So, a few days ago, we were invited to an NBA 2K19 conference where we had the opportunity to play the alpha version of the game. We also spoke to the devs who answered loads of our questions about the upcoming basketball title, and we want to share a few things we learned with you guys. So as opposed to just conveying information that other people have said in interviews and so on, this time, we will be giving you our own genuine thoughts as we have played the game ourselves.
Now the very first thing we noticed, the minute we picked up that controller, is that the game is buttery smooth. We played the game on the Xbox One X and it felt as smooth as silk. It truly has a terrific pace to it. 2K really did a great job of creating another amazing basketball simulator, and we can safely say that it is a huge step-up compared to the previous editions of the game. It just feels right.
The game has also seen an overhaul in terms of its physics, more precisely, in the player motion department. Turnovers are way more likely to happen now, because defence will finally play an important role in a 2K game. As much as we like the way NBA 2K games flow and play, we could never get fully immersed into it because defence was pretty much non-existent.
This was mostly due to the game's poor animation and physics system with players morphing through each other and a hell of a lot of animation clipping . To some people, this might be a minor thing, but to us, it's almost a deal-breaker when it comes to immersion. And NBA 2K is, of course, a sports game, so immersion is of essential importance.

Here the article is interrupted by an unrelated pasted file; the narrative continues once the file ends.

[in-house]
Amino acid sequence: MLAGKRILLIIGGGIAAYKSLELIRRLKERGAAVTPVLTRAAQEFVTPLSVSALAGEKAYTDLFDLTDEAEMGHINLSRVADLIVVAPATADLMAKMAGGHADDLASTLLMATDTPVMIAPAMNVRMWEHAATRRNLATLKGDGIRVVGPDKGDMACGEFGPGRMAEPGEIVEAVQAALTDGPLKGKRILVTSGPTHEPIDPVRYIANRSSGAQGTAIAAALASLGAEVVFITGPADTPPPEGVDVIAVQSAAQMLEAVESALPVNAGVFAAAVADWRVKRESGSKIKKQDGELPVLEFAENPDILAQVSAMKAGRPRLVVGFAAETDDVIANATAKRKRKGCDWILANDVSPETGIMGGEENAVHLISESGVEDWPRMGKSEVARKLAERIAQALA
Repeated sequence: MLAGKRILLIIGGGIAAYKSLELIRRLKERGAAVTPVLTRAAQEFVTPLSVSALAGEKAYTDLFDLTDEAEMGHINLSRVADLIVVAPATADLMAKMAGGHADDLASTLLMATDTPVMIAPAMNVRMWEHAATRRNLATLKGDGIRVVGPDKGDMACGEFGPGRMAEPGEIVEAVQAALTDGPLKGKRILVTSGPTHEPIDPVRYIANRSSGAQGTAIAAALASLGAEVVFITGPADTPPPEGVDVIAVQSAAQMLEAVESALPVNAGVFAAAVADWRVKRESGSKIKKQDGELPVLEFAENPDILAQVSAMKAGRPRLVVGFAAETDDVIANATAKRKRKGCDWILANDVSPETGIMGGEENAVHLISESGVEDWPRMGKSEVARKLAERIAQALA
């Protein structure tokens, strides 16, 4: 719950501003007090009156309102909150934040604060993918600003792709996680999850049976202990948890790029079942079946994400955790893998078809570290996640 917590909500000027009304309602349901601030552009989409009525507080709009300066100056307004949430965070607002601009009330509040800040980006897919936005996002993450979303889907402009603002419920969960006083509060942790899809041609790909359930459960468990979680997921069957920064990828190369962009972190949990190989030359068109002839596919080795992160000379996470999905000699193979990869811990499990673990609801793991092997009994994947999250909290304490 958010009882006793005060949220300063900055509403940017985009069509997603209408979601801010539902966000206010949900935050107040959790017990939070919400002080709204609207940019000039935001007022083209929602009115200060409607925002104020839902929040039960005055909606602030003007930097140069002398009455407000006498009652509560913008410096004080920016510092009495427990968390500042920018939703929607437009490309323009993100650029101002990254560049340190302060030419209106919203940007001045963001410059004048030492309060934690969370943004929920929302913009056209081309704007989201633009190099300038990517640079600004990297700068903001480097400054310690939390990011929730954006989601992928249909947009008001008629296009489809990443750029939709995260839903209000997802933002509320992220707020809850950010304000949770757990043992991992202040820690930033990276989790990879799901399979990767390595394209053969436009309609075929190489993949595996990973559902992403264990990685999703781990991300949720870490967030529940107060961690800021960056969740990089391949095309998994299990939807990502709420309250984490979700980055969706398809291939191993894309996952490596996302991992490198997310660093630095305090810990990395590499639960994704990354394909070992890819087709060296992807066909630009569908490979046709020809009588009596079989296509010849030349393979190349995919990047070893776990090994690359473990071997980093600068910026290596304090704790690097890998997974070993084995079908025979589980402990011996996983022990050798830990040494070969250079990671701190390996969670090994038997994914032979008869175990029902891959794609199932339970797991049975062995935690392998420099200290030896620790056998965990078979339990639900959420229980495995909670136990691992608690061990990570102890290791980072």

But we're happy to report that this problem will almost completely be eradicated with the new game, all thanks to the improved physics and player motion.
Like we said, we played an unfinished version of the game - sort of like an early build, and we tried out the exhibition match mode, or, Play Now - as it is known in 2K, and the next thing we want to talk about are the graphics, more specifically, the game's colour palette. A lot of people argued that NBA 2K18's colours looked washed out and downright cartoony. Unfortunately, we thought so too. Though there was a ton of details to be appreciated, the overall look of the game did not give off a realistic feel.
However, we liked what we saw in 2K19. The colours do not pop out as if it was an anime game, as was the case with 2K18. Though it's still not exactly the same graphics style like the one used in 2K14, it's still a phenomenal looking game, and a definitive improvement over the last year's version. The lighting and the court looked great in 4K HDR, and the muscle definition of players is finally back. No more lanky, Slenderman looking players. DeMarcus Cousins is finally a big dude again, and Kawhi Leonard is as ripped as can be.
So yeah, NBA 2K19 feels and looks great. Again, we got our hands on a limited preview but these were some things that we can confirm have been changed and improved, so there's a lot to look forward to in the new game. NBA Live is also looking very promising with its introduction of female ballers, but will it be good enough to dethrone 2K? Guess we'll know in September.